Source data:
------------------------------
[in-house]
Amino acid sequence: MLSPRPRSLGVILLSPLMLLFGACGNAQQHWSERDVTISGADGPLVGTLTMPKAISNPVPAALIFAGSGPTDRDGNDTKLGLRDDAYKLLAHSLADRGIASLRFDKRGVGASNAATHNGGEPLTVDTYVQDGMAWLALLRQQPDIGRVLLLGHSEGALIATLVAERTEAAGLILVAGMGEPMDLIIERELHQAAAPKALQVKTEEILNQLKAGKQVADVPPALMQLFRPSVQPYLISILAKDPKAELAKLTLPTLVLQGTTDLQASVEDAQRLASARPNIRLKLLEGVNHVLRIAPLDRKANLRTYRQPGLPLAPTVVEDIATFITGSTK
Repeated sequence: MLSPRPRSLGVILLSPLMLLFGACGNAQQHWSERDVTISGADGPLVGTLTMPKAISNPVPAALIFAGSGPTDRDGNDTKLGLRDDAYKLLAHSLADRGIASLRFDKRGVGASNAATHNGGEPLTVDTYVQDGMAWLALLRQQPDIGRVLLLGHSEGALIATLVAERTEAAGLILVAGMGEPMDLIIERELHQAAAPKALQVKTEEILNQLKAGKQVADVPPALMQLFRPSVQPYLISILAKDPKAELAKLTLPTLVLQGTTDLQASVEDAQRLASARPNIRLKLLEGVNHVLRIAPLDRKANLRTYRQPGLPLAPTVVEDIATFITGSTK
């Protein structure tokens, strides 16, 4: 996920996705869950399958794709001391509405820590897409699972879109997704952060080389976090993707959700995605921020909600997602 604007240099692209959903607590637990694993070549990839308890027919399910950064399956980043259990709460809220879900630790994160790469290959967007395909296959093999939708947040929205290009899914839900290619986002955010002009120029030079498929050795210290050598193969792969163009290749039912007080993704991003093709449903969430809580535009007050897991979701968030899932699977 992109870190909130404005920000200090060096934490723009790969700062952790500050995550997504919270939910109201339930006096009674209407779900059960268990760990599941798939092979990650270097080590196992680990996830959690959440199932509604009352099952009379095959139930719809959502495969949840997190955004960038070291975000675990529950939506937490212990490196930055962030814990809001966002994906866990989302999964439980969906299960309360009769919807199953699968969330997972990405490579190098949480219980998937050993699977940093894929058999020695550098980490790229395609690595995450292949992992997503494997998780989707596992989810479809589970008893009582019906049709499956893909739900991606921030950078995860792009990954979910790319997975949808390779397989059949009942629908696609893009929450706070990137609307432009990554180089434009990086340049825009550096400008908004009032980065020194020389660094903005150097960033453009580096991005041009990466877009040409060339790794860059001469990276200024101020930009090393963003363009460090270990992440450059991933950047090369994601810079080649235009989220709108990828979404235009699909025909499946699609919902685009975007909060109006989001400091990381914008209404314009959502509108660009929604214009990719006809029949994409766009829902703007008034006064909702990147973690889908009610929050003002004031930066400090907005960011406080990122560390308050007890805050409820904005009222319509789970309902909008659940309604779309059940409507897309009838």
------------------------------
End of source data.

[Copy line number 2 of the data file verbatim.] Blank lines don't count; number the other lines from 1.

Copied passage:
Amino acid sequence: MLSPRPRSLGVILLSPLMLLFGACGNAQQHWSERDVTISGADGPLVGTLTMPKAISNPVPAALIFAGSGPTDRDGNDTKLGLRDDAYKLLAHSLADRGIASLRFDKRGVGASNAATHNGGEPLTVDTYVQDGMAWLALLRQQPDIGRVLLLGHSEGALIATLVAERTEAAGLILVAGMGEPMDLIIERELHQAAAPKALQVKTEEILNQLKAGKQVADVPPALMQLFRPSVQPYLISILAKDPKAELAKLTLPTLVLQGTTDLQASVEDAQRLASARPNIRLKLLEGVNHVLRIAPLDRKANLRTYRQPGLPLAPTVVEDIATFITGSTK